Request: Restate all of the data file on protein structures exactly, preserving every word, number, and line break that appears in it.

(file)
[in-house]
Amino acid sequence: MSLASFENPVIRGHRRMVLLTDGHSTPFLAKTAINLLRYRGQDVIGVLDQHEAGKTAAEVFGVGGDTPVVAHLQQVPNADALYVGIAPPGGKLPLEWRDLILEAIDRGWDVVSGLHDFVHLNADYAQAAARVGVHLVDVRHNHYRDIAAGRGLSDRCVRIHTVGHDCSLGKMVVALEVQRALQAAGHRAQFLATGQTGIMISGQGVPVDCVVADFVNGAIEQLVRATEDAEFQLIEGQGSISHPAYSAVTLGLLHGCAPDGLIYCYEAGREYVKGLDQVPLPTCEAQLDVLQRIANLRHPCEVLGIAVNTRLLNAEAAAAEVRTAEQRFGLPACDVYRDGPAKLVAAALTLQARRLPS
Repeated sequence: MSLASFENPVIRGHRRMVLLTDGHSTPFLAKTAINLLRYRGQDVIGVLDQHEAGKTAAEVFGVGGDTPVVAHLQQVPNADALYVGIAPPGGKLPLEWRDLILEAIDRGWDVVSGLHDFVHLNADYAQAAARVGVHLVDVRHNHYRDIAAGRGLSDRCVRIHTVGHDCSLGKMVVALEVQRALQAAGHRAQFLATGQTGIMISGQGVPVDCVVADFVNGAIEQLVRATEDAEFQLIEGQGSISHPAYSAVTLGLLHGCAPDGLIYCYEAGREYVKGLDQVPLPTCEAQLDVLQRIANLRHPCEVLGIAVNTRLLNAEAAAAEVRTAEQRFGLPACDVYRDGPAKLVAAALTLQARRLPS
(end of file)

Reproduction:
[in-house]
Amino acid sequence: MSLASFENPVIRGHRRMVLLTDGHSTPFLAKTAINLLRYRGQDVIGVLDQHEAGKTAAEVFGVGGDTPVVAHLQQVPNADALYVGIAPPGGKLPLEWRDLILEAIDRGWDVVSGLHDFVHLNADYAQAAARVGVHLVDVRHNHYRDIAAGRGLSDRCVRIHTVGHDCSLGKMVVALEVQRALQAAGHRAQFLATGQTGIMISGQGVPVDCVVADFVNGAIEQLVRATEDAEFQLIEGQGSISHPAYSAVTLGLLHGCAPDGLIYCYEAGREYVKGLDQVPLPTCEAQLDVLQRIANLRHPCEVLGIAVNTRLLNAEAAAAEVRTAEQRFGLPACDVYRDGPAKLVAAALTLQARRLPS
Repeated sequence: MSLASFENPVIRGHRRMVLLTDGHSTPFLAKTAINLLRYRGQDVIGVLDQHEAGKTAAEVFGVGGDTPVVAHLQQVPNADALYVGIAPPGGKLPLEWRDLILEAIDRGWDVVSGLHDFVHLNADYAQAAARVGVHLVDVRHNHYRDIAAGRGLSDRCVRIHTVGHDCSLGKMVVALEVQRALQAAGHRAQFLATGQTGIMISGQGVPVDCVVADFVNGAIEQLVRATEDAEFQLIEGQGSISHPAYSAVTLGLLHGCAPDGLIYCYEAGREYVKGLDQVPLPTCEAQLDVLQRIANLRHPCEVLGIAVNTRLLNAEAAAAEVRTAEQRFGLPACDVYRDGPAKLVAAALTLQARRLPS